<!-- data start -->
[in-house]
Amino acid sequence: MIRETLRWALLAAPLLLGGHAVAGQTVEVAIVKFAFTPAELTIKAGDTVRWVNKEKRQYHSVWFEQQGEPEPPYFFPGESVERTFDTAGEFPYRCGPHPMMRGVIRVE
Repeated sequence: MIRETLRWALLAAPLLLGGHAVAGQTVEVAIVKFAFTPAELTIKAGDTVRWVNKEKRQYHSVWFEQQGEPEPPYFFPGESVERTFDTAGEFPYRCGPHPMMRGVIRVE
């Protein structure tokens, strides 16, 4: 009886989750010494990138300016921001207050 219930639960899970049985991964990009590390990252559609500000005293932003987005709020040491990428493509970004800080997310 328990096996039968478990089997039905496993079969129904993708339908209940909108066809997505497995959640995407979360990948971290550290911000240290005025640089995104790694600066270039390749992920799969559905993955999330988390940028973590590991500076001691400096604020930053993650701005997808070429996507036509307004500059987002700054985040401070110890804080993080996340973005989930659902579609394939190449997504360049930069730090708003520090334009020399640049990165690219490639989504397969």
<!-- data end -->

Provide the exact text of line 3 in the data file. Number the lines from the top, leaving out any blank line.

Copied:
Repeated sequence: MIRETLRWALLAAPLLLGGHAVAGQTVEVAIVKFAFTPAELTIKAGDTVRWVNKEKRQYHSVWFEQQGEPEPPYFFPGESVERTFDTAGEFPYRCGPHPMMRGVIRVE